Monday, April 28, 2014

A post Rowan Williams country

I see that the ex-Arch-Bishop of Canterbury, Rowan Williams has chipped into the recent debate about secularism in Britain and the whole are we a "Christian nation" or not (and what would that even mean anyway). He seems to be agreeing with the secular position, i.e. that Britain is *not really* a Christian nation any more (regardless of what outdated polls say) and that our culture has moved on. Unfortunately the current Arch-Bishop, Justin Welby decided to side with the Conservatives, an odd position given the disagreements he seems to have with them regarding things like austerity and gay marriage, for me this schism between the ex-Bishop and the incumbent one is illustrative of the problem, i.e. Welby can't bite the hand that feeds him!

I was pleased last week that Deputy Prime Minister Nick Clegg came out and said in a radio interview that he thought Britain should separate Church and state as have most other modern states. This is a view I share, unfortunately a lot of religious commentators including PM David Cameron himself were quick to dismiss this idea although none that I saw came up with any particular logic or reason for opposing it other than the usual "it's always been this way therefore we shouldn't rock the boat", which is never a good reason for anything in my opinion. I even saw someone attempting to argue that establishment ensured tolerance and freedom of religion, the exact same thing that a secular approach to religion pioneered by the founding fathers of the USA (i.e. Government favouring no single belief over any other) was invented to do.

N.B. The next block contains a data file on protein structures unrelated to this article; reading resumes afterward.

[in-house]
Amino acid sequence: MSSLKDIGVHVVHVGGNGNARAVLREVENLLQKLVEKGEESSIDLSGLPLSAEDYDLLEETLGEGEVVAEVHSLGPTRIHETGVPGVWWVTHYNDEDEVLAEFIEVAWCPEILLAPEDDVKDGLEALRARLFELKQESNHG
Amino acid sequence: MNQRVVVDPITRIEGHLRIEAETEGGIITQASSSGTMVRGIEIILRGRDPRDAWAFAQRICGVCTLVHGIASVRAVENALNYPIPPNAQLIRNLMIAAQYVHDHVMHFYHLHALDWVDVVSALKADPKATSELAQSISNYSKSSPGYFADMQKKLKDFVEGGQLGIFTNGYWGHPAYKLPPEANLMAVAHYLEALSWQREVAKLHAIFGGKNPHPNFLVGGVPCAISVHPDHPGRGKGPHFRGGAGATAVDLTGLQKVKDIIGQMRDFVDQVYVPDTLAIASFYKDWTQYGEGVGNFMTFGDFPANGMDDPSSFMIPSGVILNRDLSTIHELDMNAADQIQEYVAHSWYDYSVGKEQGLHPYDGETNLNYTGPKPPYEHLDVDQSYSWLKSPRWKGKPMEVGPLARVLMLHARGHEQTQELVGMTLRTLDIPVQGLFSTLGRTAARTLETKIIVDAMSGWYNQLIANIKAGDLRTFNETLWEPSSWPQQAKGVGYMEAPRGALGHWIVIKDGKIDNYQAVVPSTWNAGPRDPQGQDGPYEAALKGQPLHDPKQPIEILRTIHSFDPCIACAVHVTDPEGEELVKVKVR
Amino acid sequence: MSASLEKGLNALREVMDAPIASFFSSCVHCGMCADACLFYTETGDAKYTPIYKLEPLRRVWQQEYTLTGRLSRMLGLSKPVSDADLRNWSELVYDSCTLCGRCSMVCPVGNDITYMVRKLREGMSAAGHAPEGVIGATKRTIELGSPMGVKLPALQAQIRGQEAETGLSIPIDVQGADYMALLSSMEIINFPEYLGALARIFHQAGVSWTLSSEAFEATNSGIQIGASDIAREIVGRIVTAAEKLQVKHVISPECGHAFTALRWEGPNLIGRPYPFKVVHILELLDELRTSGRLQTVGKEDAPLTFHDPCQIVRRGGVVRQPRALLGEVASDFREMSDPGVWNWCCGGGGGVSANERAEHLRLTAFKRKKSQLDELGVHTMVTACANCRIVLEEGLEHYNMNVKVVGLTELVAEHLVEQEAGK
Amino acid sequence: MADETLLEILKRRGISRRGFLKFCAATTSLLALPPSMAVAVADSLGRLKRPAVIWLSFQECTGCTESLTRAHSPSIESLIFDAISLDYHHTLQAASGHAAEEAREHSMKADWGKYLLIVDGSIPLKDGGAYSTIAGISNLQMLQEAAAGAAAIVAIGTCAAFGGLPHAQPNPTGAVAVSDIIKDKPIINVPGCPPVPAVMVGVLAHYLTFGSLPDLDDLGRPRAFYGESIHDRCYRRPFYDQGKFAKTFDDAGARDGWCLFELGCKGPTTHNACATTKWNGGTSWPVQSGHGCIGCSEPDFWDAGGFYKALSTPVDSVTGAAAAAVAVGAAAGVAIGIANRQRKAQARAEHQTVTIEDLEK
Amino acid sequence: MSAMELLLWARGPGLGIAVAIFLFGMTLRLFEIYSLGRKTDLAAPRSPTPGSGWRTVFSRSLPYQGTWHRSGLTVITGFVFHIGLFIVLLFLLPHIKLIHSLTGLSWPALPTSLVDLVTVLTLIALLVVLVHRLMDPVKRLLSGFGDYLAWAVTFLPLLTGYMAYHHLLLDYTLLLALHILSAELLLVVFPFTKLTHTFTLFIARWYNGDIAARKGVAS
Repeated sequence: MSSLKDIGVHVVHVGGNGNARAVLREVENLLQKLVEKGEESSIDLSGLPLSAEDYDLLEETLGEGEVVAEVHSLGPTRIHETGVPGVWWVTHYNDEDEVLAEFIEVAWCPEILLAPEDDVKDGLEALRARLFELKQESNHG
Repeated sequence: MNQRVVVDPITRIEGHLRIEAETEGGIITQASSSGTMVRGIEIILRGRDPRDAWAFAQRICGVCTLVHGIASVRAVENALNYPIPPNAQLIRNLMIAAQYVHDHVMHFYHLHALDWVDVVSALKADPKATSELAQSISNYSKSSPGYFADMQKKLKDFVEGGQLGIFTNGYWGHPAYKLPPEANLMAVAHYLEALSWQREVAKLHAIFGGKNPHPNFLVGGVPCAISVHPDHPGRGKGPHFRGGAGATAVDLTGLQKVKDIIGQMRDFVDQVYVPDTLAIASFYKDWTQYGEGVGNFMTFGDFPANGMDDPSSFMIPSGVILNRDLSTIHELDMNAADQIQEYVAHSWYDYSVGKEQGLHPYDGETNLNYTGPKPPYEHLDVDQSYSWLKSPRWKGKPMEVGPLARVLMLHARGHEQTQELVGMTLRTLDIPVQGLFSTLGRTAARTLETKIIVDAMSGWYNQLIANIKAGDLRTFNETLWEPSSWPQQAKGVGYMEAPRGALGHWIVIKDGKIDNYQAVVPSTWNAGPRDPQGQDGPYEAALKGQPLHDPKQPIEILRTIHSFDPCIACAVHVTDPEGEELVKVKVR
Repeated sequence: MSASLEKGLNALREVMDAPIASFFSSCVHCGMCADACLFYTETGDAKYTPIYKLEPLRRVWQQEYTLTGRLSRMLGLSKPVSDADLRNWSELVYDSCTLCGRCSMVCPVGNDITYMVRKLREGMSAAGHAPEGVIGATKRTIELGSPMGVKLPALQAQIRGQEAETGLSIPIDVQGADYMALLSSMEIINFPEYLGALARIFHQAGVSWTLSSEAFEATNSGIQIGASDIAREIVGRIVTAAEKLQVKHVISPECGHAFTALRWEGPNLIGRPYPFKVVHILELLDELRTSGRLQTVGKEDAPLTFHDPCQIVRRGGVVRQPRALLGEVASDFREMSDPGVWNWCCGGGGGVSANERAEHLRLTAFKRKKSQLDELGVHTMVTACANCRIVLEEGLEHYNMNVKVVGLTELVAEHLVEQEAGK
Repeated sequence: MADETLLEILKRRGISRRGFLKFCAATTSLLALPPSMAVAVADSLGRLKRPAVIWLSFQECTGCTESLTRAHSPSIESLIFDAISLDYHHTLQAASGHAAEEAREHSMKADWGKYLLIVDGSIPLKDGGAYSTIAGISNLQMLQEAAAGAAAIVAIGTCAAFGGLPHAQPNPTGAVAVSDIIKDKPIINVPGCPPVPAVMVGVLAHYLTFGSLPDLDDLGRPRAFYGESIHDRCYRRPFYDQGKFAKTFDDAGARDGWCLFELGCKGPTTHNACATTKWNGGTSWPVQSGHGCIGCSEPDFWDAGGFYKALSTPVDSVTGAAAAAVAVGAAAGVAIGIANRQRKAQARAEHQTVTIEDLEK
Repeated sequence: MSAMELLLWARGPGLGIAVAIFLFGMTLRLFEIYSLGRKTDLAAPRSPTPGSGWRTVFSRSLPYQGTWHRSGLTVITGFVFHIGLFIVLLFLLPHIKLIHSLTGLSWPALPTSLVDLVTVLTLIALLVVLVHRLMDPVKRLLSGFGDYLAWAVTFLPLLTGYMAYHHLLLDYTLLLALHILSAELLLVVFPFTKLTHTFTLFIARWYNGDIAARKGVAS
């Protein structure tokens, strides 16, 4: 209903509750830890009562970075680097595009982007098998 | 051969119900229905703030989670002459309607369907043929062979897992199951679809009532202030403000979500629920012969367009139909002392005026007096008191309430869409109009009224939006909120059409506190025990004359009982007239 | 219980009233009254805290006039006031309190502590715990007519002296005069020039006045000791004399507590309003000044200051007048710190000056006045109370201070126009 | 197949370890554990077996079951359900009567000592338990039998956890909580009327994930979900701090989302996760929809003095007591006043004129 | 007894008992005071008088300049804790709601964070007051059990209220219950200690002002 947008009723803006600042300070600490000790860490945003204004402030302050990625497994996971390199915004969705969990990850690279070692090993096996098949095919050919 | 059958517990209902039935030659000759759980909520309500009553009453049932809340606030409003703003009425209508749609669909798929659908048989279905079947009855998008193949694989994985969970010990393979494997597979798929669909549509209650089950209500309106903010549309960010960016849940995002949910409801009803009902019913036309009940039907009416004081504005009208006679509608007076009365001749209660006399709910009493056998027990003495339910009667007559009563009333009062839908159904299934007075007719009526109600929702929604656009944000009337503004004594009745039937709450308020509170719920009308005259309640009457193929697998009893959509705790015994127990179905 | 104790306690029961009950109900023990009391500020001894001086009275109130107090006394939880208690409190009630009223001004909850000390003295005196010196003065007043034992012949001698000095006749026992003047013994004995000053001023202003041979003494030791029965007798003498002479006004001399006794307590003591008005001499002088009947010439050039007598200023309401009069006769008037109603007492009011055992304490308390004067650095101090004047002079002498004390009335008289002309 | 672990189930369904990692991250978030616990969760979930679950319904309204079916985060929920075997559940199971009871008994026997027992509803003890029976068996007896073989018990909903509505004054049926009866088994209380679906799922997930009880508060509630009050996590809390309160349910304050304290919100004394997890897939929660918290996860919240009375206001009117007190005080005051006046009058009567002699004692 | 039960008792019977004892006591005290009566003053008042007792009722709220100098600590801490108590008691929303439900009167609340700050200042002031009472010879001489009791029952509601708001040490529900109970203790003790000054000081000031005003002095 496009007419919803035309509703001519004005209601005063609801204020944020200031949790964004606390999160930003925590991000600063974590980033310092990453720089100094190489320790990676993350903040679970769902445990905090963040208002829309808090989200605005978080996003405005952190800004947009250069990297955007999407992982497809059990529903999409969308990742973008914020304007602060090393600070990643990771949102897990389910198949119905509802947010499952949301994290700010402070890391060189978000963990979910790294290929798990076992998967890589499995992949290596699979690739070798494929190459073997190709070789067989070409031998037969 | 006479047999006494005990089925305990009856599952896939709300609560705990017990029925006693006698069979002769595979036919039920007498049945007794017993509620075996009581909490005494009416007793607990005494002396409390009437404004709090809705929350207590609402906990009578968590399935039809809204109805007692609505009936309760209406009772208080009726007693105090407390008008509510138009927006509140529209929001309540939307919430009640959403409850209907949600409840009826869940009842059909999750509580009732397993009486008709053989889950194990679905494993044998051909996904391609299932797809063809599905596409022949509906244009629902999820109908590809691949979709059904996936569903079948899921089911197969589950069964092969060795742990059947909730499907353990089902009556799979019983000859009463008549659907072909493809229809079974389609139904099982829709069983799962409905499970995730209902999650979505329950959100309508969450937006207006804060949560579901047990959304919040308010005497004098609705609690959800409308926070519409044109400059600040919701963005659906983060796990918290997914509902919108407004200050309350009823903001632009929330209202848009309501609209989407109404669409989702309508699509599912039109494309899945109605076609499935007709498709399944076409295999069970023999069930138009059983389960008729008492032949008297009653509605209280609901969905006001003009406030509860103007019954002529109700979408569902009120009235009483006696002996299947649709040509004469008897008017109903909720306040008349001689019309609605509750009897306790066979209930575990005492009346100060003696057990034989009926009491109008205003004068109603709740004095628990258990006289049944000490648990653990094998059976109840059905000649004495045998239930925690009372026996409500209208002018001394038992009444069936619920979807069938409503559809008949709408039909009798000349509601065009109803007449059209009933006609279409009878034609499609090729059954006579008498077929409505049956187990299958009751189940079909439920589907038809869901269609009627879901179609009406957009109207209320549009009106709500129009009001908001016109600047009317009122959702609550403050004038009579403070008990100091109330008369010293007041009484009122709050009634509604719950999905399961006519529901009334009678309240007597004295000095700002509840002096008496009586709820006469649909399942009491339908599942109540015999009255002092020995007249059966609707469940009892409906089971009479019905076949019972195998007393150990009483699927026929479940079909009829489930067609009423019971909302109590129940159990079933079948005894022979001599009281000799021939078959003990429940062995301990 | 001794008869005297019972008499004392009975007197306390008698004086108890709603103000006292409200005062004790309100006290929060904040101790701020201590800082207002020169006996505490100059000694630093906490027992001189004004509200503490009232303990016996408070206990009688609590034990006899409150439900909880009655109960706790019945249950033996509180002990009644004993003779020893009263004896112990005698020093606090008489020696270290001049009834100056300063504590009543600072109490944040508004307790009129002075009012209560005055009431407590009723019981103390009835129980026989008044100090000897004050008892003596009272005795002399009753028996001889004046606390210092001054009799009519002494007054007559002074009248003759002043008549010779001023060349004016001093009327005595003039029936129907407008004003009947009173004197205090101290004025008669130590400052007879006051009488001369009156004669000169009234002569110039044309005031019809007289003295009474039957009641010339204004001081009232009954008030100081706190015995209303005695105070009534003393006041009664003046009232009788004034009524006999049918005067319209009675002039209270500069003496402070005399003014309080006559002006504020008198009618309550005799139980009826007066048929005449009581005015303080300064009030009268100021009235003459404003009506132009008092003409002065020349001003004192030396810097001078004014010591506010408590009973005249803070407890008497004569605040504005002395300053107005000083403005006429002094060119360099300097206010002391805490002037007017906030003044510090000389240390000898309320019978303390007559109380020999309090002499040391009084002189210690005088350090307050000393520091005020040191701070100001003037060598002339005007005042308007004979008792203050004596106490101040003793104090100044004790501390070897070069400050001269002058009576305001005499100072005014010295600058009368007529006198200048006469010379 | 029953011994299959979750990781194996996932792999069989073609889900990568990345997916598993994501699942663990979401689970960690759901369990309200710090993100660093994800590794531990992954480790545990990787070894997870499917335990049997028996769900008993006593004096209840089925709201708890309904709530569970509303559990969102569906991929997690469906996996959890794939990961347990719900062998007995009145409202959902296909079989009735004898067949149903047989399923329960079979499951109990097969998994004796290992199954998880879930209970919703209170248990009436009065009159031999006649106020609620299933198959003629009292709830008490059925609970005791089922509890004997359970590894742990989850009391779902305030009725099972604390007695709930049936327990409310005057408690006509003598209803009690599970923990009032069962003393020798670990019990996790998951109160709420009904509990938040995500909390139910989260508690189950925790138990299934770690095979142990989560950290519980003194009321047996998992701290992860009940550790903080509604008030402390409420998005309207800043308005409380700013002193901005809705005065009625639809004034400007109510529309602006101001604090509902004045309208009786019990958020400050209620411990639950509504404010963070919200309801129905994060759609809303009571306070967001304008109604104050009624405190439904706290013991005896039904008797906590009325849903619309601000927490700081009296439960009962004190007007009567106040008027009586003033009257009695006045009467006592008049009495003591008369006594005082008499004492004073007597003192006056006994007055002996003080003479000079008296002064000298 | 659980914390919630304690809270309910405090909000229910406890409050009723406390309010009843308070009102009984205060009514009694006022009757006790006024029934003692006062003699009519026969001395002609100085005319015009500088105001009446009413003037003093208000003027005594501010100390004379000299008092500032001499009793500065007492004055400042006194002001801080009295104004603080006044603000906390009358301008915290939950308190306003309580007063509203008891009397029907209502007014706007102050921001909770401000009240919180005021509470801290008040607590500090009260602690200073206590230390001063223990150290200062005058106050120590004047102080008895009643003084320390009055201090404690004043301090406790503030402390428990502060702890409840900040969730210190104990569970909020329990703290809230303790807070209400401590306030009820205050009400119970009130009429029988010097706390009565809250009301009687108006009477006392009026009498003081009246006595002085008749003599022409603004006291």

If you look at the picture above, which shows the evolution of religion since pre-history, you have to accept that establishment is tantamount to claiming that one little bubble on this diagram should be inextricably bound to your system of government and given unfair advantage over all of the other bubbles (and no bubble at all!), regardless of any democratic process. I fail to understand how this can be part of a "free" society, if anything we should have regular (every 10 years) referendums on this just as much as we should about the EU, proportional representation or any other significant matter that involves who holds positions of power over us, elected or otherwise.

It's been quite interesting and refreshing to have these topics aired in the mainstream media for a change, the weakness of the pro-establishment argument has been quite conspicuous for me and there seems to be an overwhelming air of defensiveness in their demeanour. Many of the articles I've read have simply attempted to close the debate down with arguments from authority and have shown a complete lack of will to compromise in any way. I get the feeling that they sense this authority diminishing, which I believe is progress.

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